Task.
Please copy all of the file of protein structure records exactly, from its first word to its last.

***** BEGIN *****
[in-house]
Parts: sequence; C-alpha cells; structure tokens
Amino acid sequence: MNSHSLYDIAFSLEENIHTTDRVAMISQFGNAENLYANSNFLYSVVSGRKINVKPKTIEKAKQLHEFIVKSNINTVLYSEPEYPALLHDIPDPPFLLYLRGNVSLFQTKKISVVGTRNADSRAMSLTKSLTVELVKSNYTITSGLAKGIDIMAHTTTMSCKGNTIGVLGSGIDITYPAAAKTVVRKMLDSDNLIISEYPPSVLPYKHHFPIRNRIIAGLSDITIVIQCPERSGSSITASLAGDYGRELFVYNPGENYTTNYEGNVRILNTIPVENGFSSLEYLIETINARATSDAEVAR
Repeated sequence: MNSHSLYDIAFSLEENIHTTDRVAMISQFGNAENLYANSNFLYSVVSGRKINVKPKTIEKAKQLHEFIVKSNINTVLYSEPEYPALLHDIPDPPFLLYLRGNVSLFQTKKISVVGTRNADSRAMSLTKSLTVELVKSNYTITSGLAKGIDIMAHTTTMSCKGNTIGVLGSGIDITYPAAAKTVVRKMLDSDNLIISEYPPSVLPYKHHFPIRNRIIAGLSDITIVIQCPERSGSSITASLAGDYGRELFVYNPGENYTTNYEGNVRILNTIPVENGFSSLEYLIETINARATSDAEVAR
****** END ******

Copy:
[in-house]
Parts: sequence; C-alpha cells; structure tokens
Amino acid sequence: MNSHSLYDIAFSLEENIHTTDRVAMISQFGNAENLYANSNFLYSVVSGRKINVKPKTIEKAKQLHEFIVKSNINTVLYSEPEYPALLHDIPDPPFLLYLRGNVSLFQTKKISVVGTRNADSRAMSLTKSLTVELVKSNYTITSGLAKGIDIMAHTTTMSCKGNTIGVLGSGIDITYPAAAKTVVRKMLDSDNLIISEYPPSVLPYKHHFPIRNRIIAGLSDITIVIQCPERSGSSITASLAGDYGRELFVYNPGENYTTNYEGNVRILNTIPVENGFSSLEYLIETINARATSDAEVAR
Repeated sequence: MNSHSLYDIAFSLEENIHTTDRVAMISQFGNAENLYANSNFLYSVVSGRKINVKPKTIEKAKQLHEFIVKSNINTVLYSEPEYPALLHDIPDPPFLLYLRGNVSLFQTKKISVVGTRNADSRAMSLTKSLTVELVKSNYTITSGLAKGIDIMAHTTTMSCKGNTIGVLGSGIDITYPAAAKTVVRKMLDSDNLIISEYPPSVLPYKHHFPIRNRIIAGLSDITIVIQCPERSGSSITASLAGDYGRELFVYNPGENYTTNYEGNVRILNTIPVENGFSSLEYLIETINARATSDAEVAR